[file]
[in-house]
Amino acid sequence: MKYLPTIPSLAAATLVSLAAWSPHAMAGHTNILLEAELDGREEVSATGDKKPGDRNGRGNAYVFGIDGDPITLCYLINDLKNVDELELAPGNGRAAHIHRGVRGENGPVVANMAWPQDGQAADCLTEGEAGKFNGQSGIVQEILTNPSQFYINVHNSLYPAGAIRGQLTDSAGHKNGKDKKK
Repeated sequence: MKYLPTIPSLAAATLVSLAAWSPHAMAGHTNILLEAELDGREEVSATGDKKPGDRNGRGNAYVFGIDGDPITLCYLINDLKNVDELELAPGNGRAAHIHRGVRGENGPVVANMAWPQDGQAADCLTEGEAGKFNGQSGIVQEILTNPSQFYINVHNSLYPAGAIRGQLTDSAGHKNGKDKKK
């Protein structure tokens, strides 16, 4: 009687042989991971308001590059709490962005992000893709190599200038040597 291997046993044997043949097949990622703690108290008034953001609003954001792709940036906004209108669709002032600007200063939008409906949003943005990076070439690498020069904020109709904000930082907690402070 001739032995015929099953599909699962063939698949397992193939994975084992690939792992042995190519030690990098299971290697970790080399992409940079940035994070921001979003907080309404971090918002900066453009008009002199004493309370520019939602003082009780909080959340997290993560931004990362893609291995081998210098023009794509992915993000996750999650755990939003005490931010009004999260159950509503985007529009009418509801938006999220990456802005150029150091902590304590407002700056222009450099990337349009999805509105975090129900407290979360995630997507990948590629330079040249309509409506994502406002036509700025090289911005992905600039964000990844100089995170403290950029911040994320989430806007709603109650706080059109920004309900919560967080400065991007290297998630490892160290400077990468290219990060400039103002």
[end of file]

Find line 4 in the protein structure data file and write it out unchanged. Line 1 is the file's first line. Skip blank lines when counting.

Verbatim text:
């Protein structure tokens, strides 16, 4: 009687042989991971308001590059709490962005992000893709190599200038040597 291997046993044997043949097949990622703690108290008034953001609003954001792709940036906004209108669709002032600007200063939008409906949003943005990076070439690498020069904020109709904000930082907690402070 001739032995015929099953599909699962063939698949397992193939994975084992690939792992042995190519030690990098299971290697970790080399992409940079940035994070921001979003907080309404971090918002900066453009008009002199004493309370520019939602003082009780909080959340997290993560931004990362893609291995081998210098023009794509992915993000996750999650755990939003005490931010009004999260159950509503985007529009009418509801938006999220990456802005150029150091902590304590407002700056222009450099990337349009999805509105975090129900407290979360995630997507990948590629330079040249309509409506994502406002036509700025090289911005992905600039964000990844100089995170403290950029911040994320989430806007709603109650706080059109920004309900919560967080400065991007290297998630490892160290400077990468290219990060400039103002």